- Bets that fresh financing for the property sector will aid demand recovery during the peak season have since unravelled, with the 100 most prominent real estate developers seeing new-home sales in September plunge by a quarter.
- That bleaker outlook will limit the upside in iron ore prices.
- The slump in China’s construction sector has also crushed global demand for bulk ships.
The beginning of China’s busiest building season was meant to increase demand for iron ore, whose prices have had a turbulent year and are currently trading close to 2022 lows. However, the recovery hasn’t materialised, leaving traders to wonder what would be the next trigger for a price increase in the essential steelmaking component as reported by Yahoo.
Problem for economy
Investors in the iron ore market, which just recorded its longest sequence of weekly losses on record, have not yet received any relief from China’s customary boom period for infrastructure projects and steel-related demand in September and October. Lockdowns caused by viruses and a severe housing collapse are still a problem for the economy.
Bets that increased funding for the real estate sector, which accounts for a third of steel consumption, could boost demand recovery during the peak season have subsequently fallen apart, with new-home sales falling by a fifth for the top 100 real estate developers in September. Financial authorities have ordered the six biggest banks in the country to provide at least 600 billion yuan ($85 billion) in net financing as they move quickly to address the liquidity problem.
Steel mills generally replenish their iron ore stockpiles before the National Day vacations at the beginning of October, but because of their deteriorating profit margins, they are only making purchases that are absolutely necessary. China’s purchasing managers’ index increased just slightly in September, at 46.6; a score below 50 denotes a contraction in the steel industry.
Tomas Gutierrez, an analyst with Kallanish Commodities, stated in email comments, “It’s definitely the worst autumn since 2015.”
“Real estate is far too big a part of the whole economy and no other sector can expand rapidly enough to make up for lost construction steel demand.”
Gutierrez was alluding to the time frame seven years prior when China’s real estate and manufacturing activity likewise experienced a significant slump. Furthermore, iron ore supplies around the world were growing quickly, and futures traded for as little as $40 per tonne.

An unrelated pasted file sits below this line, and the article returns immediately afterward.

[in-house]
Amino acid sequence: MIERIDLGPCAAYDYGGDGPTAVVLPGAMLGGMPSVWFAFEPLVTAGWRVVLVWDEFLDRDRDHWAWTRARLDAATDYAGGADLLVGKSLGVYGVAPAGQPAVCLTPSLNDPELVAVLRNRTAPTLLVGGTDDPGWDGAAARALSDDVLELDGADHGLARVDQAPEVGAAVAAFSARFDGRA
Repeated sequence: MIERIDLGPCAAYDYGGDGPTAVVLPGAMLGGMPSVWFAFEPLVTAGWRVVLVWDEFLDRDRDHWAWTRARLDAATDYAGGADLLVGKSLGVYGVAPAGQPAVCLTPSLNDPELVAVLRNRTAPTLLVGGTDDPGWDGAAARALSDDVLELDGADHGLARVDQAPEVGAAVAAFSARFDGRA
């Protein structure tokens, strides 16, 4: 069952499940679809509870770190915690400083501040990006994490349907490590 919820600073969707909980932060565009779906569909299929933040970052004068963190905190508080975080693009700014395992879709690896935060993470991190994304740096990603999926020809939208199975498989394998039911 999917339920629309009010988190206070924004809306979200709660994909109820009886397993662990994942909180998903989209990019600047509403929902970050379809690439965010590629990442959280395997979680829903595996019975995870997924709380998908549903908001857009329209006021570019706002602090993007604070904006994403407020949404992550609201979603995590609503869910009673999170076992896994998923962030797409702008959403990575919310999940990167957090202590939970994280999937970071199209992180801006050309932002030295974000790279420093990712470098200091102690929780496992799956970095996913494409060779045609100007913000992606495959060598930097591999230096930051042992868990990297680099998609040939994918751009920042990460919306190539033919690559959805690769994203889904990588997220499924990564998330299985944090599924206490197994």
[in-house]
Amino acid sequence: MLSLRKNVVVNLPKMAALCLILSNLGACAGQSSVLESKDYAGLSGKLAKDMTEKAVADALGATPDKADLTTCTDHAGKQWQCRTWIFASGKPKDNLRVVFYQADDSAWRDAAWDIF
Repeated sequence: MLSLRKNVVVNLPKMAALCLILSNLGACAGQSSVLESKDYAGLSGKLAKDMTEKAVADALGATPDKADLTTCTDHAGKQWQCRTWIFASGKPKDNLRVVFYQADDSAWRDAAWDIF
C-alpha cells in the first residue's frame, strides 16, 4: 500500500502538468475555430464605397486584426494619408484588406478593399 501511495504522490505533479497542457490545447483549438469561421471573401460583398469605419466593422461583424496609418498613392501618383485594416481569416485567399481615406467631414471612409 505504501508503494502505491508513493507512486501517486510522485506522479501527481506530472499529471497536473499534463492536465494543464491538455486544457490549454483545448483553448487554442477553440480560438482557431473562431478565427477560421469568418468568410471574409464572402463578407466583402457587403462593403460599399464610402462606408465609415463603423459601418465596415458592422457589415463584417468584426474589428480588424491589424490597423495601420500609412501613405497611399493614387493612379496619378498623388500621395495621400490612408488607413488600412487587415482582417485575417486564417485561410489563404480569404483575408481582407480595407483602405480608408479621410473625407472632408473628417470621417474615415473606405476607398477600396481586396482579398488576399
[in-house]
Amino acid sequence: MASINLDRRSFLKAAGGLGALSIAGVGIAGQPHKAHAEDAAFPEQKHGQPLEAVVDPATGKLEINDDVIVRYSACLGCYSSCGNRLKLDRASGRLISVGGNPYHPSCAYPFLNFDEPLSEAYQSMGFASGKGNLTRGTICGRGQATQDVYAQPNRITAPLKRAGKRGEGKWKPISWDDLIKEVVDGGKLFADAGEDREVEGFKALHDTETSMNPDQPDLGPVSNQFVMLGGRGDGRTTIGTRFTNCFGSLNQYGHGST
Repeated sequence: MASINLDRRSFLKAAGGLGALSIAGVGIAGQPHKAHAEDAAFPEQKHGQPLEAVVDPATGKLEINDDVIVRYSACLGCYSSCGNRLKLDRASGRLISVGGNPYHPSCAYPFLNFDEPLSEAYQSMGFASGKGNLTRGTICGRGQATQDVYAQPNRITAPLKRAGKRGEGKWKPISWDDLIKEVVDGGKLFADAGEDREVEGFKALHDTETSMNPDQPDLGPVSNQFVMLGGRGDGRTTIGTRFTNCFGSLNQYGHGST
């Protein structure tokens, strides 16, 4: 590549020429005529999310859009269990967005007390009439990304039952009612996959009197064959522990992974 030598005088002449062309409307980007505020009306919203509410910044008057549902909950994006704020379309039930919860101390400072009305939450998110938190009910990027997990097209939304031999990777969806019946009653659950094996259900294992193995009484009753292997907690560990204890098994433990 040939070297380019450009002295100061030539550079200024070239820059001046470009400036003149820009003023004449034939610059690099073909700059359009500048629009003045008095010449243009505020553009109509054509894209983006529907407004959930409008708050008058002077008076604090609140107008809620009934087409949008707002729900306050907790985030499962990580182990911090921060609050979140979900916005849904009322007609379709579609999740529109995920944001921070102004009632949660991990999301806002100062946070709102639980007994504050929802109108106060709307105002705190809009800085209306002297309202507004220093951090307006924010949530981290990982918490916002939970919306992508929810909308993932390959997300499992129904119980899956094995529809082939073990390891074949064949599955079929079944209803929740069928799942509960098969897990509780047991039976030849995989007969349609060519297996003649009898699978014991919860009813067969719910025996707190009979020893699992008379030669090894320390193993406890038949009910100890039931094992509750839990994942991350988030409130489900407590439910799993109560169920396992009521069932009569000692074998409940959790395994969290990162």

Chinese economic expansion
The raw material for creating steel, which is essential for the building, machinery, and automotive industries, is seen as a gauge of Chinese economic expansion. According to the most current World Bank prediction, the country’s economic growth will slow to 2.8% this year, just a third of the 8.1% rate in 2021. The rise in iron ore prices will be constrained by this grimmer picture.
According to Kamal Ailani, a senior analyst at McCloskey by OPIS, which is owned by Dow Jones & Co., steel prices would be constrained because of the unfavourable economic outlook and low consumer confidence in China. In addition to the economy’s problems, the increase in China’s steel production in September has led to worries about an excess, he continued.
Certain market participants are not overly pessimistic; some analysts predict that prices will at least stabilise by the fourth quarter.
Richard Lu, a senior analyst at CRU International Ltd., stated through email that 2015 is likely to be the worst year in his years of working in the steel industry. Fortunately, we have not reached that point yet. In the last quarter of the year, CRU anticipates some improvement, with new infrastructure projects boosting steel demand.
Ailani predicts that iron ore prices will decline from their present levels in the fourth quarter, but they will remain “well supported at $85 a tonne.” According to him, below that point, medium-sized to small-sized miners could have to cut back on production due to rising costs.
By 2:12 p.m. on Tuesday, iron ore prices in Singapore had fallen 2.8% to $94.25 per tonne, while those in Dalian had been down 2.1%. Futures for hot-rolled coil and steel rebar decreased in Shanghai.
The decline in China’s building industry has also slashed demand for bulk ships worldwide. According to traders and shipbrokers, the cost of hiring a Capesize vessel for freight has decreased by approximately 80% since last October, mostly as a result of the country’s decreased need for iron ore.
For the time being, declining inventories are still giving the steel market some protection. Investors will be watching for any indications that the government would soften its stance on Covid-19 and property deleveraging as the Communist Party meeting, a twice-decade event when President Xi Jinping is anticipated to win a third term, approaches on October 16.
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